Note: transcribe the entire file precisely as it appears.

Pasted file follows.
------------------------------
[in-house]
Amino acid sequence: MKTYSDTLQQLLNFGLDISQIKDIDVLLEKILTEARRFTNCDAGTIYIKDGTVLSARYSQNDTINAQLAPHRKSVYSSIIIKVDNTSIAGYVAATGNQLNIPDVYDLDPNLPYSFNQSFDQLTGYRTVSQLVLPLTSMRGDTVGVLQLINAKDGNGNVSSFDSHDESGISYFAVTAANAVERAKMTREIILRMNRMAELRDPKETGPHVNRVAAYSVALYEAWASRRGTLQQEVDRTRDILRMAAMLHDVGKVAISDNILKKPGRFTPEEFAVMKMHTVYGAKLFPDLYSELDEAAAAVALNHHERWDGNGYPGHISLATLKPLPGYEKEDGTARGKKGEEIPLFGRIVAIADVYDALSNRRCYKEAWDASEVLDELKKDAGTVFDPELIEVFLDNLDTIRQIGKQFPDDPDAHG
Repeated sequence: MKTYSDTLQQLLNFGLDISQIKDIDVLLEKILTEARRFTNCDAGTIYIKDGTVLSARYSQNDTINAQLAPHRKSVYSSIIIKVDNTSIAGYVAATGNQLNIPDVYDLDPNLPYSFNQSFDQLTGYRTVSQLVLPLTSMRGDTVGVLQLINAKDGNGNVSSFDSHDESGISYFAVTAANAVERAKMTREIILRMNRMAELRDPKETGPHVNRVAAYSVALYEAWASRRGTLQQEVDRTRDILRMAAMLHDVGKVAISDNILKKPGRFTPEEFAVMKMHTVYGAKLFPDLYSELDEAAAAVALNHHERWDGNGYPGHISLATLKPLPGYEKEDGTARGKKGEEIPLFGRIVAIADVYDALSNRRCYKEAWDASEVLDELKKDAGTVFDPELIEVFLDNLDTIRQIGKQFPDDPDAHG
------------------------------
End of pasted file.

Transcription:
[in-house]
Amino acid sequence: MKTYSDTLQQLLNFGLDISQIKDIDVLLEKILTEARRFTNCDAGTIYIKDGTVLSARYSQNDTINAQLAPHRKSVYSSIIIKVDNTSIAGYVAATGNQLNIPDVYDLDPNLPYSFNQSFDQLTGYRTVSQLVLPLTSMRGDTVGVLQLINAKDGNGNVSSFDSHDESGISYFAVTAANAVERAKMTREIILRMNRMAELRDPKETGPHVNRVAAYSVALYEAWASRRGTLQQEVDRTRDILRMAAMLHDVGKVAISDNILKKPGRFTPEEFAVMKMHTVYGAKLFPDLYSELDEAAAAVALNHHERWDGNGYPGHISLATLKPLPGYEKEDGTARGKKGEEIPLFGRIVAIADVYDALSNRRCYKEAWDASEVLDELKKDAGTVFDPELIEVFLDNLDTIRQIGKQFPDDPDAHG
Repeated sequence: MKTYSDTLQQLLNFGLDISQIKDIDVLLEKILTEARRFTNCDAGTIYIKDGTVLSARYSQNDTINAQLAPHRKSVYSSIIIKVDNTSIAGYVAATGNQLNIPDVYDLDPNLPYSFNQSFDQLTGYRTVSQLVLPLTSMRGDTVGVLQLINAKDGNGNVSSFDSHDESGISYFAVTAANAVERAKMTREIILRMNRMAELRDPKETGPHVNRVAAYSVALYEAWASRRGTLQQEVDRTRDILRMAAMLHDVGKVAISDNILKKPGRFTPEEFAVMKMHTVYGAKLFPDLYSELDEAAAAVALNHHERWDGNGYPGHISLATLKPLPGYEKEDGTARGKKGEEIPLFGRIVAIADVYDALSNRRCYKEAWDASEVLDELKKDAGTVFDPELIEVFLDNLDTIRQIGKQFPDDPDAHG